Virtual Office Featured Article
January 29, 2013Three Ways Your Laptop Always Has Internet
By Mae Kowalke, TMCnet Contributor
A friend of mine is a digital nomad. He works entirely from his laptop and doesn’t even have a physical office, instead working from coffee shops, airports and the houses of friends he is visiting.
Internet access is the lifeblood of my friend’s business activity, so during a recent trip throughout Southeast Asia the first thing he would do in each new country was visit a national wireless provider and determine how he would get mobile internet access in his new country.
While most of us are not quite as much a nomad as my friend, and we certainly don’t have to rediscover our mobile internet options every few weeks, many of us do work outside of the office enough that there is the question of how to secure constant internet access. Coffee shops and their Wi-Fi options only go so far due to security issues and the ever-present possibility of a downed Wi-Fi router.
Securing mobile internet for our devices is especially crucial for those of us who leverage unified communication such as Phone (News - Alert).com’s Communicator Softphone or other voice-over-IP solution.
Unless we’re working entirely from our smartphone or relying on the kindness of Wi-Fi strangers, to paraphrase Tennessee Williams, we’ll need a mobile connectivity solution.
There are three basic types of mobile connectivity that both the casual user and the hardcore digital nomad need to consider: Smartphone tethering, USB dongle, and mobile hotspot.
When the mobile “team” is just you, leveraging a smartphone’s tethering functionality often is the best solution. This option, which uses your smartphone as a personal Wi-Fi hotspot, keeps the work bag light and doesn’t require an additional data plan, although it can drain the battery if the smartphone is not plugged in during use. It also sometimes is a tad slower than dedicated mobile connectivity solutions, and it isn’t good for sharing with a team because, well, nobody wants to leave their phone in a room so the VP of marketing can finish his PowerPoint.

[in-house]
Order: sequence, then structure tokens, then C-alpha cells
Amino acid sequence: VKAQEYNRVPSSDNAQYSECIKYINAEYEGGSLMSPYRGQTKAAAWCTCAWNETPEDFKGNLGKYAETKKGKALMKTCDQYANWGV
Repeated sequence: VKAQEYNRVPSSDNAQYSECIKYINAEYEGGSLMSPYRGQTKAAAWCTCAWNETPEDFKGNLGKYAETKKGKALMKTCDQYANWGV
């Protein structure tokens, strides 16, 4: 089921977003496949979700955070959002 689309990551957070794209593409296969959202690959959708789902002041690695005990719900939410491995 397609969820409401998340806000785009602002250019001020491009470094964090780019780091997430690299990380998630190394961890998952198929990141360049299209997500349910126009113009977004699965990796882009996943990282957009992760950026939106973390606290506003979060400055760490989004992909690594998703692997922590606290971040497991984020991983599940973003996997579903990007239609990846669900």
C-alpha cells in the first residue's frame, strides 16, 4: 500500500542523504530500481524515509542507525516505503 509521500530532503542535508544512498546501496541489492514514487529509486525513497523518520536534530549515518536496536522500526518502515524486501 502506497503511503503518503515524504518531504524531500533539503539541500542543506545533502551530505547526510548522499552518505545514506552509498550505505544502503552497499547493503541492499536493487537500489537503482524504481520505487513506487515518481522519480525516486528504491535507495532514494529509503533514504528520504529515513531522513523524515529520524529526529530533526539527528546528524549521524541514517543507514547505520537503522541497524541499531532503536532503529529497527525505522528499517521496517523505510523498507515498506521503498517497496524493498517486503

The second option is the tried-and-true USB dongle we all see protruding from laptops like a digital caveman without his loincloth. The USB dongle is easy and standard, but often they require proprietary software, don’t share well with the procrastinating VP of marketing, and don’t work as well when it comes to devices that don’t have a USB port. Yes, iPad, we’re talking about you.
The third option, the best option if you can swing it, is the mobile hotspot. The mobile hotspot, that hockey puck-like device that is slowly coming to displace the USB dongle, let’s many users connect at once, can be left with coworkers when you leave a room, and doesn’t drain a smartphone’s battery. But the downsides include having to carry more gear in your bag and often times another data plan from your cellular provider.
So while most of us don’t have to rediscover our mobility options every couple weeks like my friend, we do have some choices to make.
First, decide how much data will be needed so it is understood if options such as smartphone tethering even make sense. Second, look for a cellular business or family plan so multiple devices can run on the same account. Third, look into 4G LTE (News - Alert) over 3G or HSPA+ since 4G is far better for mobile connectivity speeds. Finally, consider the advantages of prepaid versus postpaid if getting into a new cellular contract is a concern.
Then there’s the fifth question we might want to ask ourselves: Do we want to work outside of our cubicle? But that answer is probably Yes.
Edited by Carlos Olivera
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